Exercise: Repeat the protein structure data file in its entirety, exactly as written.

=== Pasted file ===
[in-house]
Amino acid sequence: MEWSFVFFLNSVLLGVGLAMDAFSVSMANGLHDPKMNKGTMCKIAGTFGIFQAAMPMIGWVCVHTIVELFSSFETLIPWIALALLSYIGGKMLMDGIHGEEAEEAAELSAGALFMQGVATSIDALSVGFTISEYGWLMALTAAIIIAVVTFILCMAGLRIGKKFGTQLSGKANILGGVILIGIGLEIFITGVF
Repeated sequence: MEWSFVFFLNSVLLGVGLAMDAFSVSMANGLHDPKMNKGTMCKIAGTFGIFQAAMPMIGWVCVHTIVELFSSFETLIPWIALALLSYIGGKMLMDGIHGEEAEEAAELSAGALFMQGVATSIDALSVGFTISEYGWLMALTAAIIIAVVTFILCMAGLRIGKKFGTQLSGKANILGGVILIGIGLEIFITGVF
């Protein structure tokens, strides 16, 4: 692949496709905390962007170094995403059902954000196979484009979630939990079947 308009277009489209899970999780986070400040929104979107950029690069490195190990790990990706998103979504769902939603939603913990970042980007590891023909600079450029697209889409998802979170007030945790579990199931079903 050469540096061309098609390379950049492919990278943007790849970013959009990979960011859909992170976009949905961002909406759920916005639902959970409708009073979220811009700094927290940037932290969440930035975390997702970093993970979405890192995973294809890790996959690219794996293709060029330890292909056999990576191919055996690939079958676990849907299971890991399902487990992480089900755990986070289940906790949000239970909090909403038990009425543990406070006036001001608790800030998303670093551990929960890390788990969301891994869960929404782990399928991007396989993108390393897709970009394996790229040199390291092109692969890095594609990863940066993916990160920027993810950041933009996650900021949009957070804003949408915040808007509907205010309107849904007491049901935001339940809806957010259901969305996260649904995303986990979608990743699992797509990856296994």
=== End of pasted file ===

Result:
[in-house]
Amino acid sequence: MEWSFVFFLNSVLLGVGLAMDAFSVSMANGLHDPKMNKGTMCKIAGTFGIFQAAMPMIGWVCVHTIVELFSSFETLIPWIALALLSYIGGKMLMDGIHGEEAEEAAELSAGALFMQGVATSIDALSVGFTISEYGWLMALTAAIIIAVVTFILCMAGLRIGKKFGTQLSGKANILGGVILIGIGLEIFITGVF
Repeated sequence: MEWSFVFFLNSVLLGVGLAMDAFSVSMANGLHDPKMNKGTMCKIAGTFGIFQAAMPMIGWVCVHTIVELFSSFETLIPWIALALLSYIGGKMLMDGIHGEEAEEAAELSAGALFMQGVATSIDALSVGFTISEYGWLMALTAAIIIAVVTFILCMAGLRIGKKFGTQLSGKANILGGVILIGIGLEIFITGVF
């Protein structure tokens, strides 16, 4: 692949496709905390962007170094995403059902954000196979484009979630939990079947 308009277009489209899970999780986070400040929104979107950029690069490195190990790990990706998103979504769902939603939603913990970042980007590891023909600079450029697209889409998802979170007030945790579990199931079903 050469540096061309098609390379950049492919990278943007790849970013959009990979960011859909992170976009949905961002909406759920916005639902959970409708009073979220811009700094927290940037932290969440930035975390997702970093993970979405890192995973294809890790996959690219794996293709060029330890292909056999990576191919055996690939079958676990849907299971890991399902487990992480089900755990986070289940906790949000239970909090909403038990009425543990406070006036001001608790800030998303670093551990929960890390788990969301891994869960929404782990399928991007396989993108390393897709970009394996790229040199390291092109692969890095594609990863940066993916990160920027993810950041933009996650900021949009957070804003949408915040808007509907205010309107849904007491049901935001339940809806957010259901969305996260649904995303986990979608990743699992797509990856296994």